Similar "ethnic clashes" in 1992 left tens of thousands of people displaced
and over 700 people dead, many of them allegedly killed by a "secret army"
of "Kalenjin warriors" supported, armed and funded by senior government and
KANU party figures. The authorities have taken no action against any of those
named in 1992 in investigations by a church-sponsored inquiry and a
parliamentary committee.
Professor Wangari Maathai was educated in the United States of America and
was the first woman to receive a Ph.D. degree in Kenya. She became Nairobi
University's first woman professor, in the department of veterinary anatomy.
She left academic life in the mid-1970s and founded the Green Belt Page 2 of UA 58/93
Movement, an environmental campaigning group. In the early 1980s she was
chairperson of the National Council of Women in Kenya, and was awarded several
international honours including the Alternative Nobel Prize and the United
Nations Environmental Program Global 800 award.
In January 1992 she was arrested by police who forced their way into her
barricaded house. This was because she and other prominent government opponents
gave a press conference expressing fears of an imminent pro-government army
coup and a conspiracy to assassinate themselves and other opposition activists.
She was freed quickly on bail after being charged with publishing false rumours:
the case is still pending. In March 1992 she was beaten unconscious by riot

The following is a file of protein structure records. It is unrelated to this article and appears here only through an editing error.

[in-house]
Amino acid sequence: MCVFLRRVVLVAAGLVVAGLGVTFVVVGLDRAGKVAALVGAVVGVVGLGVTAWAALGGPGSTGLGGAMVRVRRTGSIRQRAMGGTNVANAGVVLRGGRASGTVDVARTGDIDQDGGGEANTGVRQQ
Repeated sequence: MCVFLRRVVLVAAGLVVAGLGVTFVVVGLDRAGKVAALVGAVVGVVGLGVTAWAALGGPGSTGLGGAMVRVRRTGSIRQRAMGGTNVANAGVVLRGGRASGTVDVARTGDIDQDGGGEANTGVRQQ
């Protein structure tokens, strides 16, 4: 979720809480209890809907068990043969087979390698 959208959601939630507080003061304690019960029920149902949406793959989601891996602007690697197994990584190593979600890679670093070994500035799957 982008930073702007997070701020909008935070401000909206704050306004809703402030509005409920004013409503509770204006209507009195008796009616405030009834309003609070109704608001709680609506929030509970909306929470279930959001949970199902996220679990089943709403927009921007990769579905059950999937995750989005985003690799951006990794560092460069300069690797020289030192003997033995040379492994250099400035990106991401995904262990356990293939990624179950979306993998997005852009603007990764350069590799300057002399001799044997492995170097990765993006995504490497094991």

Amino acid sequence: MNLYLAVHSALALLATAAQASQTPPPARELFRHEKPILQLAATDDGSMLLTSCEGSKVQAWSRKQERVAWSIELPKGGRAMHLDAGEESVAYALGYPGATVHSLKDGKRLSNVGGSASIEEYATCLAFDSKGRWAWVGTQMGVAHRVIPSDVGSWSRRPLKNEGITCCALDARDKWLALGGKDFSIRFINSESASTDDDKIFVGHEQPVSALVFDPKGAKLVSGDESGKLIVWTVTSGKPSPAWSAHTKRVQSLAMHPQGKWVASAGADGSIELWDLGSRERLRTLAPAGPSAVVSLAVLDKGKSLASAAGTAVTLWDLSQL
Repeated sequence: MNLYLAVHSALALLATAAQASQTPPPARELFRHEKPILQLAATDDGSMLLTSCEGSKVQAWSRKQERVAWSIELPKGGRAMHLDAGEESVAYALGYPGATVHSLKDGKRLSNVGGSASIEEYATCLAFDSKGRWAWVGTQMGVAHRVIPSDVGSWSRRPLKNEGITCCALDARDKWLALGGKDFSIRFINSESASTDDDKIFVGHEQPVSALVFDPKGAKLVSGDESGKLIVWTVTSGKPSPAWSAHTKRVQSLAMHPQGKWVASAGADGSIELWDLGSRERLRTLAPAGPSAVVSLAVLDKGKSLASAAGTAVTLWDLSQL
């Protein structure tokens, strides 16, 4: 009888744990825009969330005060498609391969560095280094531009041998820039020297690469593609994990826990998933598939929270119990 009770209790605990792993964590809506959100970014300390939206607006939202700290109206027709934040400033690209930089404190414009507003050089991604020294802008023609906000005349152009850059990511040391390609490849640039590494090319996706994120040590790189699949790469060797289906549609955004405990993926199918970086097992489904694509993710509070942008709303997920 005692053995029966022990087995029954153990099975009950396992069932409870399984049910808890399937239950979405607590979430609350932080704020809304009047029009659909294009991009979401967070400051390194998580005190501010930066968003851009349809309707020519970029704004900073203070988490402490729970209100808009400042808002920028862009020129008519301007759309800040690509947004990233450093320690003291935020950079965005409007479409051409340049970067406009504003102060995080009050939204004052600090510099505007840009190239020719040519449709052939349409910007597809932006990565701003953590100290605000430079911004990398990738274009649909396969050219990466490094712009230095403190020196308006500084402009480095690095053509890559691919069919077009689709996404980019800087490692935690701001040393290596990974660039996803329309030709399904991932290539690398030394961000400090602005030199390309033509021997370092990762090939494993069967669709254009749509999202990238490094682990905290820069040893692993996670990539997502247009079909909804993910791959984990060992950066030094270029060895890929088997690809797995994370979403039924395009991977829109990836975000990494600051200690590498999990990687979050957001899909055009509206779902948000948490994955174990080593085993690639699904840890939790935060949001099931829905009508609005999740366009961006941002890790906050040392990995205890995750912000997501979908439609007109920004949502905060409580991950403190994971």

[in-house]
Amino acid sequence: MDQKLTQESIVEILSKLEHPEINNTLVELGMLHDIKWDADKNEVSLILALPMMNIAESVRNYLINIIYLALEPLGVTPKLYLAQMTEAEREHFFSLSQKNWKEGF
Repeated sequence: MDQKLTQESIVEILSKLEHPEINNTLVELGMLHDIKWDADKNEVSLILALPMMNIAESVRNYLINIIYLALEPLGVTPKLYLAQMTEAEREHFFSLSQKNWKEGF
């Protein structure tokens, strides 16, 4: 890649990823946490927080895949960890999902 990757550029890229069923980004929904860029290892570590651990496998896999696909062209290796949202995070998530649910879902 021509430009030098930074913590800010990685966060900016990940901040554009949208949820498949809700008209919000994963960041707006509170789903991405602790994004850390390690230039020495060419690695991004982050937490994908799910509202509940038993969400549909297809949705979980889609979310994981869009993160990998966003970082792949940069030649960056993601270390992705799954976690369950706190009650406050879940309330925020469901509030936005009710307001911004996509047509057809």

police when demonstrating in Nairobi with other members of the Release Political
Prisoners (RPP) campaigning group (see UA 74/92, AFR 32/04/92, 5 March 1992).
RECOMMENDED ACTION: Please send telegrams/telexes/faxes/express and airmail
letters either in English or in your own language:
- expressing concern for the safety of Wangari Maathai after the public
accusations against her and the arrest and ill-treatment of her colleague John
Makanga;
- appealing for guarantees for her safety;
- stating that she should not be subject to imprisonment or ill-treatment for
the peaceful expression of her opinions and seeking to protect people's human
rights.
APPEALS TO:
1) His Excellency President Daniel arap Moi
President of the Republic of Kenya,
Office of the President
P O Box 30510
Nairobi, Kenya
Telegrams: President Moi, Nairobi, Kenya
Telexes: 22003 FOREIGNRB or 22696 FOREIGNRB
(via Ministry of Foreign Affairs)
Faxes: + 254 2 33 7340 (Ministry of Foreign Affairs)
Salutation: Your Excellency
2) Mr Philip Kilonzo
Commissioner of Police
Kenya Police Headquarters
P O Box 30083
Nairobi, Kenya
Telegrams: Commissioner Kilonzo, Nairobi, Kenya
Salutation: Dear Commissioner
3) Mr Amos Wako
Attorney General
Office of the Attorney General
P O Box 40112
Nairobi, Kenya
Telegrams: Attorney General Wako, Sheria, Nairobi, Kenya
Faxes: + 245 2 211082
Salutation: Dear Attorney General
COPIES TO:
General Secretary
National Council of Churches in Kenya
PO Box 45009
Nairobi, Kenya
and to diplomatic representatives of Kenya accredited to your country.
PLEASE SEND APPEALS IMMEDIATELY. Check with the International Secretariat,
or your section office, if sending appeals after 15 April 1993.